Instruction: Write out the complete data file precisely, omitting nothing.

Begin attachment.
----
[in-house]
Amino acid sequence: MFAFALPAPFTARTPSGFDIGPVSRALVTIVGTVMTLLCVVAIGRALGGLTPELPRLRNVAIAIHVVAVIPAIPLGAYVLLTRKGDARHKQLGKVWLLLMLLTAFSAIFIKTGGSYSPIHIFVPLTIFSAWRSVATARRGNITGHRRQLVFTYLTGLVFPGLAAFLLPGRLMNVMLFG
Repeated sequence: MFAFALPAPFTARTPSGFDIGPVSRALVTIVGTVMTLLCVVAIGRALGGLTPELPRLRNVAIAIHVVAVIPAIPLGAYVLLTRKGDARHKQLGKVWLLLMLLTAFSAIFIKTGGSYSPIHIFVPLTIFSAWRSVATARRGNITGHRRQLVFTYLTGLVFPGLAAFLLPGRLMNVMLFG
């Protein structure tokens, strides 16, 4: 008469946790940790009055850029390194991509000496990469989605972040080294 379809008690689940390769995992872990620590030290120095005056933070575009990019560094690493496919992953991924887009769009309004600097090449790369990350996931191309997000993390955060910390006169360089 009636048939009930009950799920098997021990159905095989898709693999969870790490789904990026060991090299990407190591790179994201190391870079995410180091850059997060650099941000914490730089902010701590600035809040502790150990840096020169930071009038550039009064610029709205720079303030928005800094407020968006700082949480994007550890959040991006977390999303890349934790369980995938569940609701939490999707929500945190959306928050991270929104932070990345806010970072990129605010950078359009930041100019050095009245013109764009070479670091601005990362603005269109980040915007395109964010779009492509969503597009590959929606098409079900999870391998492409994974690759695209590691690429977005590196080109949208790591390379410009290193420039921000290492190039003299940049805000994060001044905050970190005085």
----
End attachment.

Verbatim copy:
[in-house]
Amino acid sequence: MFAFALPAPFTARTPSGFDIGPVSRALVTIVGTVMTLLCVVAIGRALGGLTPELPRLRNVAIAIHVVAVIPAIPLGAYVLLTRKGDARHKQLGKVWLLLMLLTAFSAIFIKTGGSYSPIHIFVPLTIFSAWRSVATARRGNITGHRRQLVFTYLTGLVFPGLAAFLLPGRLMNVMLFG
Repeated sequence: MFAFALPAPFTARTPSGFDIGPVSRALVTIVGTVMTLLCVVAIGRALGGLTPELPRLRNVAIAIHVVAVIPAIPLGAYVLLTRKGDARHKQLGKVWLLLMLLTAFSAIFIKTGGSYSPIHIFVPLTIFSAWRSVATARRGNITGHRRQLVFTYLTGLVFPGLAAFLLPGRLMNVMLFG
């Protein structure tokens, strides 16, 4: 008469946790940790009055850029390194991509000496990469989605972040080294 379809008690689940390769995992872990620590030290120095005056933070575009990019560094690493496919992953991924887009769009309004600097090449790369990350996931191309997000993390955060910390006169360089 009636048939009930009950799920098997021990159905095989898709693999969870790490789904990026060991090299990407190591790179994201190391870079995410180091850059997060650099941000914490730089902010701590600035809040502790150990840096020169930071009038550039009064610029709205720079303030928005800094407020968006700082949480994007550890959040991006977390999303890349934790369980995938569940609701939490999707929500945190959306928050991270929104932070990345806010970072990129605010950078359009930041100019050095009245013109764009070479670091601005990362603005269109980040915007395109964010779009492509969503597009590959929606098409079900999870391998492409994974690759695209590691690429977005590196080109949208790591390379410009290193420039921000290492190039003299940049805000994060001044905050970190005085």